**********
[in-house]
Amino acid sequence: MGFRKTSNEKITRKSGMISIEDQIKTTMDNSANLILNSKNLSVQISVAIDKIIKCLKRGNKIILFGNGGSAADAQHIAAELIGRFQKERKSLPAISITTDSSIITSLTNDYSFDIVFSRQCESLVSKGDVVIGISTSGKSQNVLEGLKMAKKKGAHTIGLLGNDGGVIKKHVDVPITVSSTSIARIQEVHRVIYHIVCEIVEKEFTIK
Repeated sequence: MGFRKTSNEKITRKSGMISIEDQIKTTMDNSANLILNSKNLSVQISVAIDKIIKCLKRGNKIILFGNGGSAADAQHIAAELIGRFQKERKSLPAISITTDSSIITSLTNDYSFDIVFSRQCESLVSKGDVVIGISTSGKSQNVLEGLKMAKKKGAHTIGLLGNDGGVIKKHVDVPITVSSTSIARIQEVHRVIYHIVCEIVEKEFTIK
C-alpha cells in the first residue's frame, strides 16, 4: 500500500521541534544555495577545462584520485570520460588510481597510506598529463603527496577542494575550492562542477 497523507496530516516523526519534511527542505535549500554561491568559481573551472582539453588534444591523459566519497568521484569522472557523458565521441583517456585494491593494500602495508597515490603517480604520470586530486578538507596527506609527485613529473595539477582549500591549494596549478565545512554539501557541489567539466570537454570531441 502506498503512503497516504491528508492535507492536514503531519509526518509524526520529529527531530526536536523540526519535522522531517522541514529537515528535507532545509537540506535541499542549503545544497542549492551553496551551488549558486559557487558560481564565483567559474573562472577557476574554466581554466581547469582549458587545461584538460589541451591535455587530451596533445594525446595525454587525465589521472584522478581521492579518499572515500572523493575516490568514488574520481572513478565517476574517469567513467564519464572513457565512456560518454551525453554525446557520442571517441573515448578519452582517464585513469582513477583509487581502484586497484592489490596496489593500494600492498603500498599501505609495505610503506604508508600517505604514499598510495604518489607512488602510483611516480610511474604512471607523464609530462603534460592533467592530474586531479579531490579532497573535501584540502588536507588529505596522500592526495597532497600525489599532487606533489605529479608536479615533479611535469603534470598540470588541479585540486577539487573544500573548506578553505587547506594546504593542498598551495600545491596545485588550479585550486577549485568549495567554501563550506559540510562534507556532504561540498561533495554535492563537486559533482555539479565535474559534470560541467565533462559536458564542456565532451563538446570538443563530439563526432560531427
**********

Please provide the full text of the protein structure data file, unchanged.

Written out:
[in-house]
Amino acid sequence: MGFRKTSNEKITRKSGMISIEDQIKTTMDNSANLILNSKNLSVQISVAIDKIIKCLKRGNKIILFGNGGSAADAQHIAAELIGRFQKERKSLPAISITTDSSIITSLTNDYSFDIVFSRQCESLVSKGDVVIGISTSGKSQNVLEGLKMAKKKGAHTIGLLGNDGGVIKKHVDVPITVSSTSIARIQEVHRVIYHIVCEIVEKEFTIK
Repeated sequence: MGFRKTSNEKITRKSGMISIEDQIKTTMDNSANLILNSKNLSVQISVAIDKIIKCLKRGNKIILFGNGGSAADAQHIAAELIGRFQKERKSLPAISITTDSSIITSLTNDYSFDIVFSRQCESLVSKGDVVIGISTSGKSQNVLEGLKMAKKKGAHTIGLLGNDGGVIKKHVDVPITVSSTSIARIQEVHRVIYHIVCEIVEKEFTIK
C-alpha cells in the first residue's frame, strides 16, 4: 500500500521541534544555495577545462584520485570520460588510481597510506598529463603527496577542494575550492562542477 497523507496530516516523526519534511527542505535549500554561491568559481573551472582539453588534444591523459566519497568521484569522472557523458565521441583517456585494491593494500602495508597515490603517480604520470586530486578538507596527506609527485613529473595539477582549500591549494596549478565545512554539501557541489567539466570537454570531441 502506498503512503497516504491528508492535507492536514503531519509526518509524526520529529527531530526536536523540526519535522522531517522541514529537515528535507532545509537540506535541499542549503545544497542549492551553496551551488549558486559557487558560481564565483567559474573562472577557476574554466581554466581547469582549458587545461584538460589541451591535455587530451596533445594525446595525454587525465589521472584522478581521492579518499572515500572523493575516490568514488574520481572513478565517476574517469567513467564519464572513457565512456560518454551525453554525446557520442571517441573515448578519452582517464585513469582513477583509487581502484586497484592489490596496489593500494600492498603500498599501505609495505610503506604508508600517505604514499598510495604518489607512488602510483611516480610511474604512471607523464609530462603534460592533467592530474586531479579531490579532497573535501584540502588536507588529505596522500592526495597532497600525489599532487606533489605529479608536479615533479611535469603534470598540470588541479585540486577539487573544500573548506578553505587547506594546504593542498598551495600545491596545485588550479585550486577549485568549495567554501563550506559540510562534507556532504561540498561533495554535492563537486559533482555539479565535474559534470560541467565533462559536458564542456565532451563538446570538443563530439563526432560531427